World Bicycle Day: Why are cyclists feeling unsafe on Hyderabad roads

The cyclist community is happy about the announcement of the 21-km solar track. However, they are concerned about their safety on the roads within the city. “The government thinks that cycling is only for fitness. However, it is important that they realize that many people also use cycles to commute to offices and more,” Santhana says.

By Amrutha Kosuru  Published on  3 Jun 2022 6:23 AM GMT
World Bicycle Day: Why are cyclists feeling unsafe on Hyderabad roads

Hyderabad: Cyclists have expressed concern over growing road accidents that have claimed precious lives in Hyderabad.

On World Bicycle Day, cyclists said two of their compatriots died in the accidents this year so far. Nitin Agarwal was killed in a hit-and-run case. Nitin was riding to the left when the incident occurred.

A week ago, Khushbu Singh riding a pillion on her husband's bicycle was killed after a speedy RTC bus rammed into them in Trimulgherry police limits.

The incident took place when her husband Bharat Bhushan Singh, a native of Uttar Pradesh, was taking his wife Khushbu Singh to work on a bicycle. When the couple crossed MCEME Signal, an RTC Bus dashed into his bicycle. They fell and the bus ran over the woman. She died on the spot. Her husband too received wounds in the accident

"Both the accidents could have been avoided if there was a separate lane for cyclists and if other vehicular drivers realize that cyclists too are a part of the road," says Bicycle Mayor of Hyderabad Santhana Selvan.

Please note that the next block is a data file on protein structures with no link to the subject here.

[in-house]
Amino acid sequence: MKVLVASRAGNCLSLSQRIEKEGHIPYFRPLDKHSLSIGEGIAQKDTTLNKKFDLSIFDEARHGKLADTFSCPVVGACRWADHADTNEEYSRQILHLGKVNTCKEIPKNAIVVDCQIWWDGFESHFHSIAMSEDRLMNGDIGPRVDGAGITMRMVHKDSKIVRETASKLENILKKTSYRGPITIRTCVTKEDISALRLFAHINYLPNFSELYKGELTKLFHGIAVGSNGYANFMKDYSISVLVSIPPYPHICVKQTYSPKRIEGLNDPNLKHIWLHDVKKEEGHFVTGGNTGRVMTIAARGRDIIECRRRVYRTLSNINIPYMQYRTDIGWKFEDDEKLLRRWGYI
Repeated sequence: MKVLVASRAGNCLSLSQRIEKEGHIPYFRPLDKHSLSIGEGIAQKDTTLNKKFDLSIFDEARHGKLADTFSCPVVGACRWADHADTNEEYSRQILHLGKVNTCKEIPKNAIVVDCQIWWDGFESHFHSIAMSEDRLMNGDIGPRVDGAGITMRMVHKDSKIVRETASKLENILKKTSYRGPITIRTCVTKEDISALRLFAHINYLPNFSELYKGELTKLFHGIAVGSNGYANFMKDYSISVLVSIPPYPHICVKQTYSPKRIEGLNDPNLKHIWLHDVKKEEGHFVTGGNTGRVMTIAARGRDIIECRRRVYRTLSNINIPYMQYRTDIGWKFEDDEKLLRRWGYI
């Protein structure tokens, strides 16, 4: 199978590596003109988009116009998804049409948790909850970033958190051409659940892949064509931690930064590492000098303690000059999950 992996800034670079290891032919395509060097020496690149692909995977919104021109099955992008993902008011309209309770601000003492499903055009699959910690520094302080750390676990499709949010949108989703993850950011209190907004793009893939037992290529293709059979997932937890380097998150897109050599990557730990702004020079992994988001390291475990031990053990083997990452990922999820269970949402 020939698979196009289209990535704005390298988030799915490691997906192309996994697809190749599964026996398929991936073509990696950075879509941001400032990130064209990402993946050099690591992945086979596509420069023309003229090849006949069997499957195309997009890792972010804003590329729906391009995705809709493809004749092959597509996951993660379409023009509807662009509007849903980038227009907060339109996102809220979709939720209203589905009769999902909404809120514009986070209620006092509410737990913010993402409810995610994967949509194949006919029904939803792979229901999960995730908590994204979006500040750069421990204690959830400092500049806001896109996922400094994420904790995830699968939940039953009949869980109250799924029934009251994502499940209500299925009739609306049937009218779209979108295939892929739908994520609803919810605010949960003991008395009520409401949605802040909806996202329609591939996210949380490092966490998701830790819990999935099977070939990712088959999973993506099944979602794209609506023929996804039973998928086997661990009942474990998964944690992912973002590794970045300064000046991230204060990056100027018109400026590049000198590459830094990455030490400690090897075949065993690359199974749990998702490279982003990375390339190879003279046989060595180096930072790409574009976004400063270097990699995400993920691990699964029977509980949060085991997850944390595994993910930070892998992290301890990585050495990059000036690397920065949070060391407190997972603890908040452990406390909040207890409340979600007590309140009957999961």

The cyclist community is happy about the announcement of the 21-km solar track. However, they are concerned about their safety on the roads within the city.

"The government thinks that cycling is only for fitness. However, it is important that they realize that many people also use cycles to commute to offices and more," Santhana says.

Prasad Vallabhajosyula, a city-based cyclist and IT employee say that these accidents have not only instilled fear among the cycling community but also among their families.

"My family requests me now and then to stop cycling. They ask me to switch to indoor cycling or go to the gym instead. Sometimes I don't want to give them such trauma," he says.

However, Prasad loves cycling too much to stop it.

The situation might be a little grimmer for female riders. Dr. Niharika, a senior cyclist in the city, says that she has been cat-called and several times motorists have honked at her even though she was not in their way.

T Anjani, another cyclist is working towards creating a platform solely for female cyclists in the city. "There are around 60 active female cyclists from various professions and age groups. Most of us cycle together for safety concerns," she says.

Anjani says that all cyclists- both men and women, are discriminated against on the road by other vehicle drivers. "It's like we don't exist for them," she says.

The members of the cycling community say that at least 20 accidents (not including deaths) have taken place involving cyclists this year alone.

Ravi Sambari of Relief Riders Hyderabad opines that there need to be better spaces for parking cycles around the city. "It would be great if there is dedicated parking space at metro and bus stations," he says.

He expresses concern over the fire at Pala Pitta Park last month. The fire gutted down several cycles.

"The park authorities (Telangana Forest Department) are floating a tender to get a new vendor for taking care of the Bicycle Rental Business in Pala Pitta Cycling Park, Hyderabad. However, so far, no work has begun. These places are important to promote cycling amongst children in particular," he says.

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